Liquid Fertilizers are available in an array of formulations for your specific needs.  Keep in mind that feeding with a liquid is a one-shot deal and there is usually no residual left after you have used it.  Feeding once a season with a liquid fertilizer is usually not adequate nutrients for your plants.  Many liquid fertilizers will allow you to water with the solution each time you water and others may have you feeding every 7-10 days to once per month.  Always read the label of the liquid fertilizers you are using so you will make you are doing it correctly.

Planting In April

April is an excellent time to plant almost anything.   Evaluate your planting needs and have all the necessary tools you will need before you begin planting.  You may need to amend your soil if it is too dry or too wet.  We can help you figure out what you may need to use an amendment!  Stop by or drop us a text or email and we’ll be glad to help.

Mulch Mulch Mulch

April is an excellent time to replenish mulch in your beds.  Applying a 2-3″ layer of mulch around shrubs, trees, annuals, and perennials can help with weeds, moisture loss, and high temperatures.  Organic mulch like leaves, bark, and straw is recommended.

Did you know you can mulch your containers?  Yes, you can!  Adding bark chips to your container plants is an excellent way of keeping them cool, moist, and weed-free!

Pruning

April is an excellent time for pruning most shrubs.  Word of caution to hydrangeas.  Pannicle hydrangeas bloom on new wood, so it’s ok to prune those.  But the old traditional hydrangeas will bloom this summer on growth from last year, so keep pruning on those until after they bloom.  It’s the same with Blueberries and Blackberries.  They usually fruit on last year’s wood so keep pruning to a minimum.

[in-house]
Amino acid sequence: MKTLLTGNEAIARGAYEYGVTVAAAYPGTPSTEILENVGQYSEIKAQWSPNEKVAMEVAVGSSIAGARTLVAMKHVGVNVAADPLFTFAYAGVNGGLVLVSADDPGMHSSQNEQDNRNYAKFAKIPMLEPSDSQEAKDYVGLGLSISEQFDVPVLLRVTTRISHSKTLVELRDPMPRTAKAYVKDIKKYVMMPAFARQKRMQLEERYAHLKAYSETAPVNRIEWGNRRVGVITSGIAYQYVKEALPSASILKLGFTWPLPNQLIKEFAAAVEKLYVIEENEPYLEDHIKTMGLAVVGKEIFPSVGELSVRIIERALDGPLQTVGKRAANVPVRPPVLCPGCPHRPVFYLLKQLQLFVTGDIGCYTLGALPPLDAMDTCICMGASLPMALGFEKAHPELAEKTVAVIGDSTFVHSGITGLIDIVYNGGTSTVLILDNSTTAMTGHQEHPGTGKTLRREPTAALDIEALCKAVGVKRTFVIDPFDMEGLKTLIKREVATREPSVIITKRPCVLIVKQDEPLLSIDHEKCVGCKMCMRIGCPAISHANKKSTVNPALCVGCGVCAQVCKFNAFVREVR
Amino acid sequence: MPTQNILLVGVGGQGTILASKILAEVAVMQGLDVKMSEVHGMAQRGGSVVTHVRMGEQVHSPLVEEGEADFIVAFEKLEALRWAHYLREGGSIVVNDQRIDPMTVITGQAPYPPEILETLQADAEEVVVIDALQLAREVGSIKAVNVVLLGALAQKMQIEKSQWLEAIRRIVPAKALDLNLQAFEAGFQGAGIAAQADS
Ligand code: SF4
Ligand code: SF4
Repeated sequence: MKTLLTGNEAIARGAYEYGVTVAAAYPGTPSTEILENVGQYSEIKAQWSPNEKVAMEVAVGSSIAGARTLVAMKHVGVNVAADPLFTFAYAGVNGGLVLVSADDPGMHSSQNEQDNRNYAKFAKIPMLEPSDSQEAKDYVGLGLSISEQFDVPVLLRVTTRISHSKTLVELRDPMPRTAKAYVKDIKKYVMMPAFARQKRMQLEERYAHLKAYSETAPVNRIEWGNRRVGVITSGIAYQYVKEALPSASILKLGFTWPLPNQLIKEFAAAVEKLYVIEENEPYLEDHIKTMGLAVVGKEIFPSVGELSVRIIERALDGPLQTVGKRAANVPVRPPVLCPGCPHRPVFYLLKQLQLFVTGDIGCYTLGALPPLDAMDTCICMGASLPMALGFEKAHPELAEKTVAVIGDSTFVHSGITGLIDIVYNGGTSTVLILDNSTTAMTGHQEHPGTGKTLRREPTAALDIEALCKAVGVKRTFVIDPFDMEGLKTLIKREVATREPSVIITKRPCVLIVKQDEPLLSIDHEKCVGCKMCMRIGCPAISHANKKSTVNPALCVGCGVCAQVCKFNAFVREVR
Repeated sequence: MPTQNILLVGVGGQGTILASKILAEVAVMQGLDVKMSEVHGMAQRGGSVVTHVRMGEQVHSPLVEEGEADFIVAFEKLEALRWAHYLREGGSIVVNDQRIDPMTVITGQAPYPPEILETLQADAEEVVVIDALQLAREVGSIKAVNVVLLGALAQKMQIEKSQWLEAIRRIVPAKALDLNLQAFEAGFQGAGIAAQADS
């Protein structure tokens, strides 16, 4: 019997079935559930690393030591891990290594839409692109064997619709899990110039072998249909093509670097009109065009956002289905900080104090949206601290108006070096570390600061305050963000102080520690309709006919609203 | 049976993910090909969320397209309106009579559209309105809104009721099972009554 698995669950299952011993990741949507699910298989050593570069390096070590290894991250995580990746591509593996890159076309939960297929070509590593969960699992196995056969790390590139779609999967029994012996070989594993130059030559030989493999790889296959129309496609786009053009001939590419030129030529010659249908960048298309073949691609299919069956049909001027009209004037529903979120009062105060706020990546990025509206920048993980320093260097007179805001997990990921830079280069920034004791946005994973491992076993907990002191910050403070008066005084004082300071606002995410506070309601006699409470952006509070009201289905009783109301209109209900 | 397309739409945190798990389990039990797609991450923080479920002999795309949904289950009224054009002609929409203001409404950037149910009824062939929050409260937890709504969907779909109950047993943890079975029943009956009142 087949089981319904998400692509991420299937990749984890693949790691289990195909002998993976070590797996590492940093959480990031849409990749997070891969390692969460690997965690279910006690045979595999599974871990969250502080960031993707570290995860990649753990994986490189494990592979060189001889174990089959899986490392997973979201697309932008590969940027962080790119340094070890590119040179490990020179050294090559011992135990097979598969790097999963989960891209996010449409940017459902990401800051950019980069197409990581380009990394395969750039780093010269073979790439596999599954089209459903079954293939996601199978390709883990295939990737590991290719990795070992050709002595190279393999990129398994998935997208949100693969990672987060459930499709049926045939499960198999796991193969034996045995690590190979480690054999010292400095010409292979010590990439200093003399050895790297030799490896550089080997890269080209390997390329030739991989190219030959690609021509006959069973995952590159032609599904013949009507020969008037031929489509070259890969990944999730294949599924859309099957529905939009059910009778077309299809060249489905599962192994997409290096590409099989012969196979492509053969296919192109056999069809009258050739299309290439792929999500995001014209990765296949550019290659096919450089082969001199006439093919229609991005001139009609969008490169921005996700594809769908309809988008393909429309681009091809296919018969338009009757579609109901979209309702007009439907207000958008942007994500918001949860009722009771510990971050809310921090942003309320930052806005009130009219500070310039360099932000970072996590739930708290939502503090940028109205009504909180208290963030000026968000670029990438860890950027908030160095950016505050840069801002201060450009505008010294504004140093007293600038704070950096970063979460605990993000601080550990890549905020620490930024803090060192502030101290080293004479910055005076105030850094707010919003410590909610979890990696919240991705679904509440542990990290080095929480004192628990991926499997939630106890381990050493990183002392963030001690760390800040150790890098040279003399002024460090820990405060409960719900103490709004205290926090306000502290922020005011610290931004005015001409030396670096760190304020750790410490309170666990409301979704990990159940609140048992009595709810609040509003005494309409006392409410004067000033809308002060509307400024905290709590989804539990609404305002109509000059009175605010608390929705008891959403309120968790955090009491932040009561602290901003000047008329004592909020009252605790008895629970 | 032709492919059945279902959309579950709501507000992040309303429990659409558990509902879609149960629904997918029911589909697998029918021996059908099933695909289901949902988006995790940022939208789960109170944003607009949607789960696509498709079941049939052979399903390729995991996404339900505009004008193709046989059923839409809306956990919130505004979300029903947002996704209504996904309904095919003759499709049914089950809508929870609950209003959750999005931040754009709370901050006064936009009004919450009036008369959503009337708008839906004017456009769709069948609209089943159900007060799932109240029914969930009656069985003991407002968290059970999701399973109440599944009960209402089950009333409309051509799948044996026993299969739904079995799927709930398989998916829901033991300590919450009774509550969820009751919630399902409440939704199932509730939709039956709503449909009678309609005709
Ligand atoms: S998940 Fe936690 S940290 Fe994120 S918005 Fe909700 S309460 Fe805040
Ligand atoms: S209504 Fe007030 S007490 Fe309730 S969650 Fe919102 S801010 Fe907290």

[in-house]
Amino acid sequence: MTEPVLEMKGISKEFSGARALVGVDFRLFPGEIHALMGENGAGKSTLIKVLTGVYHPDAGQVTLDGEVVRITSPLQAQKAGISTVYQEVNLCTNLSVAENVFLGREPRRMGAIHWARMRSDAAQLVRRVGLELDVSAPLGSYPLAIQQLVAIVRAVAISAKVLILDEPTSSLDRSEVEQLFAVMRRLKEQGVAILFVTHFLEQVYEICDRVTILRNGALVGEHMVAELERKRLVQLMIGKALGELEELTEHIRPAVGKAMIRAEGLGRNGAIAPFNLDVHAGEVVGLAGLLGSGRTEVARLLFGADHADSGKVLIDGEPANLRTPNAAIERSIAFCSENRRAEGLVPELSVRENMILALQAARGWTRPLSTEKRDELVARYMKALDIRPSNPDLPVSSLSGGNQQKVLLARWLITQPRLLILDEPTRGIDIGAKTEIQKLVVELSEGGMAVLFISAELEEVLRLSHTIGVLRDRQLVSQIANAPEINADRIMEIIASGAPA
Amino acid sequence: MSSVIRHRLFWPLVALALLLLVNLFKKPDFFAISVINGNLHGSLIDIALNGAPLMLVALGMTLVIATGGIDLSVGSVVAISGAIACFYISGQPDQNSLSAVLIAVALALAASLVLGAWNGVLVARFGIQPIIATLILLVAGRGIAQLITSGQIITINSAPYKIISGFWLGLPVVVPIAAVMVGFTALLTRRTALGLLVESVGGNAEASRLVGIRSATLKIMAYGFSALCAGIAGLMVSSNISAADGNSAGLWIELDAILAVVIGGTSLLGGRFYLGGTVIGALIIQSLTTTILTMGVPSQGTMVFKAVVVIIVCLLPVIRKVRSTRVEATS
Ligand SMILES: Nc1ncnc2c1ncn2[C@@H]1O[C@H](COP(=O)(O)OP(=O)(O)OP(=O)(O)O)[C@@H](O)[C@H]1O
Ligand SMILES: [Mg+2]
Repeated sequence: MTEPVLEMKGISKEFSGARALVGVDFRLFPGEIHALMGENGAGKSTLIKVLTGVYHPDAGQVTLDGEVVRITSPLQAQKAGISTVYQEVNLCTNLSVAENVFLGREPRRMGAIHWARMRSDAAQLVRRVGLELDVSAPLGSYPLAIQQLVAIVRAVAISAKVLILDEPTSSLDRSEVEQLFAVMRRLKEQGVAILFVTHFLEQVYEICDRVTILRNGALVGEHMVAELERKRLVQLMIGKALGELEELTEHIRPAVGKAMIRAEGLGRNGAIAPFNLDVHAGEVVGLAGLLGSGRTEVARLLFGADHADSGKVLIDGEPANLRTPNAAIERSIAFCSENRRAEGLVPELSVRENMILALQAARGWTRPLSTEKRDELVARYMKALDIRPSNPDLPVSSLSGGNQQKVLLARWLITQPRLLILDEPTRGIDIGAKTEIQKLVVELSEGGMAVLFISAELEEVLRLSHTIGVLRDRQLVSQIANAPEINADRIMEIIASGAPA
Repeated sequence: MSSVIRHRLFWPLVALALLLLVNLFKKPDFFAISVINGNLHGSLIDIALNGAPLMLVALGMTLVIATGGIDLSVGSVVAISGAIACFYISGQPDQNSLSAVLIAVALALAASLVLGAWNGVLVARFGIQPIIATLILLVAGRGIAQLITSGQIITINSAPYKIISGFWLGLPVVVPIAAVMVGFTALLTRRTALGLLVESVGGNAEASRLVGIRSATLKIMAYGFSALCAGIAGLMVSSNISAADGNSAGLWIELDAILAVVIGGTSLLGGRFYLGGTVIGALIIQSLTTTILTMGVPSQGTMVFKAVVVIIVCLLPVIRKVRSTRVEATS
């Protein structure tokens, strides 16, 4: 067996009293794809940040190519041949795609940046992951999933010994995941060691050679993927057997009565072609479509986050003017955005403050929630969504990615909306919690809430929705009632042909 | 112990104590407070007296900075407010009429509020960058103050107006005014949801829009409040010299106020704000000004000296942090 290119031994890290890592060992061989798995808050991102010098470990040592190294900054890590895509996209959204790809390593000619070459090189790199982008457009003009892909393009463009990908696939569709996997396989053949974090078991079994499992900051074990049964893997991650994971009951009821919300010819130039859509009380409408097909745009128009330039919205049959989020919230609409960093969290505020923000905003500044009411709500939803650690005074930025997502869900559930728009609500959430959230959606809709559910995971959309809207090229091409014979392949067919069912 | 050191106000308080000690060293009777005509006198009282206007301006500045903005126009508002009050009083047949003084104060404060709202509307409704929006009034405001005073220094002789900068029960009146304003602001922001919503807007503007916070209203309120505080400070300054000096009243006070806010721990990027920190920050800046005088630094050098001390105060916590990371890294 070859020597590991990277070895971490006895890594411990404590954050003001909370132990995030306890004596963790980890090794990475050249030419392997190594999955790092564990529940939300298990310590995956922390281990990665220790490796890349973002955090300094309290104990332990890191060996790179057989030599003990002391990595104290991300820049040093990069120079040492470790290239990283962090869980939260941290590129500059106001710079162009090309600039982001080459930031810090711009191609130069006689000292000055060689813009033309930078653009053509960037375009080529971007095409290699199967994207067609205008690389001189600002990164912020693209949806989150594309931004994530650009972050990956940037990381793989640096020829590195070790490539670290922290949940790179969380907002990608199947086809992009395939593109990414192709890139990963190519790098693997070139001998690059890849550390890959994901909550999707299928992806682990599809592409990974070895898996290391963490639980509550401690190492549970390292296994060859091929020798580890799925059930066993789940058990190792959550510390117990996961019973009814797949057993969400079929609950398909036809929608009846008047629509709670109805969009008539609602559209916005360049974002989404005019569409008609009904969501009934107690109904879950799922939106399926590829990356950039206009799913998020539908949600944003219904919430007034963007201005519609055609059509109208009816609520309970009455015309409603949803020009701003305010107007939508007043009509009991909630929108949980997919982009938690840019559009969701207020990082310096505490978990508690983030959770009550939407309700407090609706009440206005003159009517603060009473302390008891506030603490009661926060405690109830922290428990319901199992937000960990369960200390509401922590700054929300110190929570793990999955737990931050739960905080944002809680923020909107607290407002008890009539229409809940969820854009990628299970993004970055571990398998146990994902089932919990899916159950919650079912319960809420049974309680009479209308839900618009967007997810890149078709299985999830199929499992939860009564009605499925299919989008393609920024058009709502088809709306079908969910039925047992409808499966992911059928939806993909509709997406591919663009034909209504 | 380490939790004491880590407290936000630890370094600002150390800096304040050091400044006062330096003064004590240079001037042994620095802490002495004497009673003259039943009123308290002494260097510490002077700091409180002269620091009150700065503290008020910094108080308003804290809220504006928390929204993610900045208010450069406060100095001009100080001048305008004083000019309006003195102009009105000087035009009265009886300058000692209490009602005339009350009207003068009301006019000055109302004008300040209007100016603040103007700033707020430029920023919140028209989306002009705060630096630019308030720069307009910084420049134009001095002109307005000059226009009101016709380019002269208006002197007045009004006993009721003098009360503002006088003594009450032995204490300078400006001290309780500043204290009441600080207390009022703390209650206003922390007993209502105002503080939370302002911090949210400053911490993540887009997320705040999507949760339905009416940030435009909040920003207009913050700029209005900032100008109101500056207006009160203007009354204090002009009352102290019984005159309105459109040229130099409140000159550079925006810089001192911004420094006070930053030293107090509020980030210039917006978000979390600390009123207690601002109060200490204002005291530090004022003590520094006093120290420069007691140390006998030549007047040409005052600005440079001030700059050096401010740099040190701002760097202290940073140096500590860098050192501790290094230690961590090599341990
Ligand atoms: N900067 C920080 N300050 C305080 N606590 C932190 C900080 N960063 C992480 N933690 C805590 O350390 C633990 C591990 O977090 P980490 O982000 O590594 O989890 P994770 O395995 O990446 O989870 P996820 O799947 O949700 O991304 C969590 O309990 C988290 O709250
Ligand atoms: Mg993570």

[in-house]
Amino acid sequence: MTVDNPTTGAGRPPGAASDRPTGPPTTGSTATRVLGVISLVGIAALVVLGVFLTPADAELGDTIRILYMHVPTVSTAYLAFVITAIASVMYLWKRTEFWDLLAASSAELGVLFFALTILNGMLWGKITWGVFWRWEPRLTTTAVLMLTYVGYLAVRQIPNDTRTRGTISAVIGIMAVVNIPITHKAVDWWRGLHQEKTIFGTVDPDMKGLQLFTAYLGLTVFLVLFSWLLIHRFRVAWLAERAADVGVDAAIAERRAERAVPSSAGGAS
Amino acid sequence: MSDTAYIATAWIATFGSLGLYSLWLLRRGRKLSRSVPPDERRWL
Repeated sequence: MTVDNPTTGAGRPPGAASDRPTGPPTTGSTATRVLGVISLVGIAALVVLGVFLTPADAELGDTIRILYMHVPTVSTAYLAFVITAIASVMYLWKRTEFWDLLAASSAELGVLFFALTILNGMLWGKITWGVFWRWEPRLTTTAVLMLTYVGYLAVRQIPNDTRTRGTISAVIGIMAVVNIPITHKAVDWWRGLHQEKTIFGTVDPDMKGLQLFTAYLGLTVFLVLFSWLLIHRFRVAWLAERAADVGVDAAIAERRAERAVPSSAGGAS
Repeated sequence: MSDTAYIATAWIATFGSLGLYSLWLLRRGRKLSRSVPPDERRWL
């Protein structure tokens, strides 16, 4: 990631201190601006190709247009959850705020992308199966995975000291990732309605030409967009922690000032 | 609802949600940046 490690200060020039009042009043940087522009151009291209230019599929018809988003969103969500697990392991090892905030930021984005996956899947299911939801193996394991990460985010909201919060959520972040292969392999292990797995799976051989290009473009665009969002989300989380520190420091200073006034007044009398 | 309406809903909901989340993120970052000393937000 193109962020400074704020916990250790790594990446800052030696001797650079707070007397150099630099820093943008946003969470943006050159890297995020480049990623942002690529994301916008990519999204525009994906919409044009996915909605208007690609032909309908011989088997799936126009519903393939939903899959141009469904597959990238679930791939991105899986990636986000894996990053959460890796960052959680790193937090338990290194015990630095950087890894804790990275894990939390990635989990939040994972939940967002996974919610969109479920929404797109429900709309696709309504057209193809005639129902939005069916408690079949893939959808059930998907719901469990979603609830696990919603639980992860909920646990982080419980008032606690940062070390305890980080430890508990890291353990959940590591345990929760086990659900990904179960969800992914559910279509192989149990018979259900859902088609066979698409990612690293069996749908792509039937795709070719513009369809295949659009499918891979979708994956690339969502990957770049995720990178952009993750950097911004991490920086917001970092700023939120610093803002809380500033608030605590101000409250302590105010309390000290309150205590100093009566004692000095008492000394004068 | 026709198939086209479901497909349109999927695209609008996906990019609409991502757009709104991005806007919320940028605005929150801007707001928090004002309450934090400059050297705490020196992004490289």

Chemicals in the Garden

March is the time to consider garden insects and disease issues that you will have now and for the next few months.  The need to use chemicals in our gardens is something that we just can’t get away from.  But there are many alternatives to harsh chemicals that can hurt pollinators.  If you must use chemicals, always read the label and use the product as specified.

Know What Your Issue Is

Before you grab the chemical bottle, you need to know what your issue is.  The most important part of any chemical application is to know exactly what you’re treating for.  Don’t guess and apply a chemical needlessly.  We are always available by text, email or just dropping by and we are more than happy to help you figure out what your garden problems are.

Safe Insecticides 

Neem Oil works very well for controlling most insects including Mites, scales, Aphids, and many other insects without harming beneficial insects.   Did you know that Neem Oil is also a great fungicide and can help protect plants from many types of fungi?

Dawn Dish Detergent makes an excellent organic spray and can work wonders on things like White Flies, Aphids, and even some mites.  Mix 1-2 tablespoons in a quart of water and put in a spray bottle or tank.

Espoma Earth Tone Insectide Soap is organic and is formulated for many insects.  It is available online or at local garden stores.

Weed Control

Our go-to for organic weed control is a product called Avenger.  It’s made with orange oil and has excellent weed-killing abilities without hurting our pollinators.  There are many organic weed products available and can be cost-effective if you’re using them in a small area.  Keeping a 2-3″ layer of mulch will help greatly with weed control.  Keep in mind that some non-organic weed killers can harm beneficial insects & pollinators.

Irrigation Evaluation

April is the time to evaluate your watering needs before hot weather sets in.  Give your irrigation system a flush and make sure all heads are working properly.  It’s also the perfect time to reduce your water usage by installing drip irrigation for your plants.  It will not only save water but will save your back from pulling hoses all over the place!